For over 10 years, I worked as a member of the teaching and production staff at the National Audio Theatre’s annual Audio Theatre Workshop. Participants from all over the country gathered to learn, create, perform and produce radio theatre in one week’s time with the expertise of audio theatre directors, audio book readers, sound effects artists, and recording engineers.
Each summer, I taught digital editing workshops and produced live radio theatre that was simultaneously broadcast. I produced an audio postcard of the workshop week: recording the sounds and stories from the artists, directors, participants, engineers and sound effects crew as we worked toward creating the final performance.
Many of the sound effects written into the script for each radio play were either performed live on stage or recorded during the week and mixed into the show. We were asked to record a variety of sounds. Once someone ran down the hall and said, “Quick, there’s a Med-Evac helicopter about to do fly-bys!” And out we went in full recording gear. Who could ever afford to have a helicopter land and maneuver on cue?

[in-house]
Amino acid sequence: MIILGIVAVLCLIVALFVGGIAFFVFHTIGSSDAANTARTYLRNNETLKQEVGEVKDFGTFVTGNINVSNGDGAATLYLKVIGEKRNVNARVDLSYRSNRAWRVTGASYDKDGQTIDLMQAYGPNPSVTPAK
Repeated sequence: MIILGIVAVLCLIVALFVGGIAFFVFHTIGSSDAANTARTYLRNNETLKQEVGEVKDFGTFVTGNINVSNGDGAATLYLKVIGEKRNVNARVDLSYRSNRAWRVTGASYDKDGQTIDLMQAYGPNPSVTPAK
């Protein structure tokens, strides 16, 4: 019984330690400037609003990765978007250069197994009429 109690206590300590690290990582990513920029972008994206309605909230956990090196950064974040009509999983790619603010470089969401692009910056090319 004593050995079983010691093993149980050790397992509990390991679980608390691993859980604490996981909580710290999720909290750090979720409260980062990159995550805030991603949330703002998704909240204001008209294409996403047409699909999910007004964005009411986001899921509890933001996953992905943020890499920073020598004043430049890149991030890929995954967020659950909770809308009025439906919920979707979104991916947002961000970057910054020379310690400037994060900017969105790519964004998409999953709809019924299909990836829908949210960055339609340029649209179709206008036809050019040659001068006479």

Here are some of the sounds from my audio postcards throughout the years, starting with “falling in the water sounds” for the play Darwin.
Creating the sound of falling in the water for the play Darwin.
Dwight Frizzell & Michael Henry’s Darwin.
Homefront & the BBC Announcer.
Sound effects artist Tony Brewer creates thunder.
Lewis & Clarke and paddling a keel boat.
Veterans' Project: Over There.
For over 10 years, I taught directed-study in audio production and a course in radio theatre to students at the University of Maine at Augusta. I worked with students to write a script, create sound effects, record, and mix the drama for radio.
We wrote scripts based on current events, such as, Comet Hale-Bopp crashing to the earth in a Maine farmer’s field. Space missions always included the sound of the spaceship performed by our beloved 16-track analog reel-to-reel tape recorder. The machine turns on with a low frequency clunk and emits the best 60Hz engine hum ever!
In November of 2003, Arnold Schwarzenegger was sworn in as Governor of California. Because two of the students in the class did good impersonations of Schwarzenegger and Sean Connery, we wrote them into the script.
The following is an article I published about the radio theatre work in the newsletter of the Association of Independents in Radio:
Arnold Schwarzenegger picks his cabinet.